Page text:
9. Bullets never kill any big bad. Knives and axes won’t either. The only thing to truly work is beheading. (Although Halloween: Resurrection proved that even then you may have killed the wrong baddie.)

10. Children in horror movies: always scary bad.

11. Never look under the bed. Nothing is ever there. It’s when you look back up you’ll see it.

12. Make sure you have fresh batteries in the flashlight.

13. Never investigate the secret room discovered. Nothing ever good results.

14. Never run upstairs away from the big baddie. Two outcomes: You’ll wind up dead or have to jump out the window.

15. Almost never since Psycho has taking a shower a bad thing. The problems occur when you leave the shower to: investigate the strange noise, prepare for sex, etc. (See how some of these overlap?)

16. Usually the weapon you carry when trying to protect yourself will be used against you.

17. Sometimes, not all who were killed were actually killed. In other words, are you sure about the friends around you?

18. Cops always die. (Unless they’re the killers.)

19. Never run into a cornfield to avoid the killer. There is no escape. (For the most part, this also holds true for the woods.)

20. When running from the killer, never trust the next house you come to. The person/people inside are associated with/are the killer, have already been killed, or will soon die.

So, there are twenty for your entertainment. Any others you’d care to share?

Categories: Uncategorized | 2 Comments

Falling To Pieces

ImageDo you remember the movie with Helen Hunt where she plays the romantic interest to the man with OCD? I can’t remember the title, maybe you can help me with that. Do you remember near the end he was so enamored with her that he forgot his condition?

I thought about writing a short story along those same lines, except in this one, the guy is a total klutz. He gets up in the morning and knocks the alarm clock off the bed, then struggles to find it, then can’t put his pants on without tripping, squirts toothpaste on the sink, drops an egg, gets his clothes caught in the door, can’t buckle his seat belt, etc. Then he meets a girl, they fall in love, she gets frustrated by his goofiness, then realizes he’s the best guy ever and the book ends with them kissing…and he doesn’t screw it up and miss her mouth.

I thought about writing that story because I’m that guy. Seriously. If something can fall, it will. If I can drop something, I will. I have to try to pick up something two or three times, close a door twice to make it latch, clean up splashed soapy water, etc. I put new cat food in the container a couple weeks ago and went to shake it to mix the old stuff and new…and forgot the lid was cracked. It came off and most of the food went on the carpet. Brown food…brown carpet. A week ago, I tripped over my clothes hamper and scared the crap out of the cat. If I put a fitted sheet on the bed, I’ll invariably put it on incorrectly and have to start over. Cups tip over when I reach for them. I trip when I try to put on my clothes. I turn corners too sharply and wham my knee, shoulder, or face into the wall. A couple weekends ago, I emptied the trash at work and the bag split…twice. I can’t seem to catch the traffic right coming out of a particular Casey’s and end up waiting for five minutes. I bought a car some weeks ago and hadn’t had it two months before I backed into another car and tore the bumper skin.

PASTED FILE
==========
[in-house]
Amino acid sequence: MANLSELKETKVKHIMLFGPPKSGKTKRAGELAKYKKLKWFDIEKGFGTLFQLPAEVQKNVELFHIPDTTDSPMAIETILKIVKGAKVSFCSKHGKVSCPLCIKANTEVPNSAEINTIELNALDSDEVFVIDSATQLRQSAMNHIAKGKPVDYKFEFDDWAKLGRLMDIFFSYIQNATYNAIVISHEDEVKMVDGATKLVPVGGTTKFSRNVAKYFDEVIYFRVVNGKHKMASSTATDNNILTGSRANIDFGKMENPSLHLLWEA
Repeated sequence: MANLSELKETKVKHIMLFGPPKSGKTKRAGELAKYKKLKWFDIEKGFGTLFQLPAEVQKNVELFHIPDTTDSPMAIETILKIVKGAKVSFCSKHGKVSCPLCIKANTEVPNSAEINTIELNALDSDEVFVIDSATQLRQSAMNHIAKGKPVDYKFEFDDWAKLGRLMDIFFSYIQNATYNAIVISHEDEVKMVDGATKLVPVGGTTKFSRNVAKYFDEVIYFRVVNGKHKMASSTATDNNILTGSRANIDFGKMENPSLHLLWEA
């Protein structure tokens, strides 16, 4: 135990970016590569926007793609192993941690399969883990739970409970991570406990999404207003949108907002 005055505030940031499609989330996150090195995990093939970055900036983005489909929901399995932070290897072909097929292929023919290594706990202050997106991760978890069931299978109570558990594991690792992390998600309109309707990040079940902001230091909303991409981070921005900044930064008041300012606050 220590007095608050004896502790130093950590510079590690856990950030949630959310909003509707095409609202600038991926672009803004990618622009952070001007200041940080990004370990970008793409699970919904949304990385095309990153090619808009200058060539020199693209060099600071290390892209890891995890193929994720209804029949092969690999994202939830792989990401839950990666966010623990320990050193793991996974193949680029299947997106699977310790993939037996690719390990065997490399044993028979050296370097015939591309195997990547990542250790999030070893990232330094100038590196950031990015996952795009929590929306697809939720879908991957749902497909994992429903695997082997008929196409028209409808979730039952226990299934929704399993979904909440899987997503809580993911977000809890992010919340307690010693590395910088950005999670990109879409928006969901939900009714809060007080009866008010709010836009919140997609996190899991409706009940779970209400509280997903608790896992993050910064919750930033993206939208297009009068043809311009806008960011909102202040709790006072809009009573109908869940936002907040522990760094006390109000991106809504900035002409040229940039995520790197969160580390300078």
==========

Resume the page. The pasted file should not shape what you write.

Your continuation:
I’m the reason the phrase, “We just can’t keep good stuff around here” was said.

I can’t get a particular key to work on the computer unless I hit two or three or four times. Last October I moved into a new apartment and lost a coin I’d been carrying around for over ten years. I went to open the window and the frame split. If I have to screw something together the threads don’t match the first three times. And let’s not even talk about threading a needle.

I’m the third guy in line waiting to turn at the light and the car in front of me doesn’t want to turn. I’m the guy who comes up on a slowpoke on the interstate but when I go to pass find a line of cars a mile long already in the left lane. I’m the guy who comes up on a slow tractor and waits for the cars ahead to pass, but when it’s my turn some yahoo behind me goes first. I’m the guy who wants to pass, but can’t quite get around the car fast enough for the speed demon behind me or else I have to speed up a lot to be able to get back in the right lane to catch my exit.

I’m the guy who left an energy drink in the car overnight on a cold winter’s night. Yes, it exploded. A stray cat I was caring for crapped in the back of my car. Another crapped before I got it to the shelter. I leave the window down juuuust enough the car wash sprays me. I’m the guy who could checkout of the grocery store with ease but realizes he needs one more item only to return to find every cashier busy with at least four deep. Or the times I’ve shopped at midnight for three items with only one cashier open and I get behind the guys who are buying enough food to see them through the next nuclear winter.

I’m the guy who can’t hit the foot square opening on the wastebasket from two feet away. Even on the second shot.

And don’t try to tell me that I’m not the only one who goes through this type of crap on a daily basis. Not with the lion’s share I experience.

I try, you know. I try to slow down, but that does no good. I try to watch out for things, plan a bit better when doing something. Nope, nothing works. I’ve got the little invisible imp hovering over me who goes, “Zing him now” every so often.

The only thing missing is, you guessed it, the pretty girl to make everything right.

Where oh where can she be?

She was probably the one I missed while I bent down to tie my shoelace and bumped my head on the lamppost.  

Categories: Uncategorized | 1 Comment